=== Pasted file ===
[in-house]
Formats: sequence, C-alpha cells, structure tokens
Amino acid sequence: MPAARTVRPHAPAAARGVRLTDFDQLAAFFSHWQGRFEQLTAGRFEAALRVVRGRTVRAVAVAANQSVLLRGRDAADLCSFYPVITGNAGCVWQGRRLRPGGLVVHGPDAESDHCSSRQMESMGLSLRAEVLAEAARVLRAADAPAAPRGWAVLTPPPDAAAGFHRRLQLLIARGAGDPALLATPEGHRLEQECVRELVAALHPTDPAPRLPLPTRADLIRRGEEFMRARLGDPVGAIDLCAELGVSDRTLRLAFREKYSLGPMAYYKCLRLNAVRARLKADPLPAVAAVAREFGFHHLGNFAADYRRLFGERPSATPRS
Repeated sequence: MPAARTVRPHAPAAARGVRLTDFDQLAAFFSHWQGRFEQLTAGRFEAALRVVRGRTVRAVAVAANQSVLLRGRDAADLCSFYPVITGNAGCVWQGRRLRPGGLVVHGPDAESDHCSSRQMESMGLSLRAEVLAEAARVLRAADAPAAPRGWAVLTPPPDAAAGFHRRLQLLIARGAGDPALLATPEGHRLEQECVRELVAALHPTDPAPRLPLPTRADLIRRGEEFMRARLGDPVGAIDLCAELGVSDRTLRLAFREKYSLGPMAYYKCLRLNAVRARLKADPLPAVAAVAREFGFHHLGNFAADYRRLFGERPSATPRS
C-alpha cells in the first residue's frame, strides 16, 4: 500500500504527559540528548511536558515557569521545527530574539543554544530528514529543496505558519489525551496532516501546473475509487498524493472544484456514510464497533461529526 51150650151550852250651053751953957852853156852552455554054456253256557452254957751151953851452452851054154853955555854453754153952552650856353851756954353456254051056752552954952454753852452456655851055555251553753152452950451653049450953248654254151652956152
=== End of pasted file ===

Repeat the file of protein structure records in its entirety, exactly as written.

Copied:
[in-house]
Formats: sequence, C-alpha cells, structure tokens
Amino acid sequence: MPAARTVRPHAPAAARGVRLTDFDQLAAFFSHWQGRFEQLTAGRFEAALRVVRGRTVRAVAVAANQSVLLRGRDAADLCSFYPVITGNAGCVWQGRRLRPGGLVVHGPDAESDHCSSRQMESMGLSLRAEVLAEAARVLRAADAPAAPRGWAVLTPPPDAAAGFHRRLQLLIARGAGDPALLATPEGHRLEQECVRELVAALHPTDPAPRLPLPTRADLIRRGEEFMRARLGDPVGAIDLCAELGVSDRTLRLAFREKYSLGPMAYYKCLRLNAVRARLKADPLPAVAAVAREFGFHHLGNFAADYRRLFGERPSATPRS
Repeated sequence: MPAARTVRPHAPAAARGVRLTDFDQLAAFFSHWQGRFEQLTAGRFEAALRVVRGRTVRAVAVAANQSVLLRGRDAADLCSFYPVITGNAGCVWQGRRLRPGGLVVHGPDAESDHCSSRQMESMGLSLRAEVLAEAARVLRAADAPAAPRGWAVLTPPPDAAAGFHRRLQLLIARGAGDPALLATPEGHRLEQECVRELVAALHPTDPAPRLPLPTRADLIRRGEEFMRARLGDPVGAIDLCAELGVSDRTLRLAFREKYSLGPMAYYKCLRLNAVRARLKADPLPAVAAVAREFGFHHLGNFAADYRRLFGERPSATPRS
C-alpha cells in the first residue's frame, strides 16, 4: 500500500504527559540528548511536558515557569521545527530574539543554544530528514529543496505558519489525551496532516501546473475509487498524493472544484456514510464497533461529526 51150650151550852250651053751953957852853156852552455554054456253256557452254957751151953851452452851054154853955555854453754153952552650856353851756954353456254051056752552954952454753852452456655851055555251553753152452950451653049450953248654254151652956152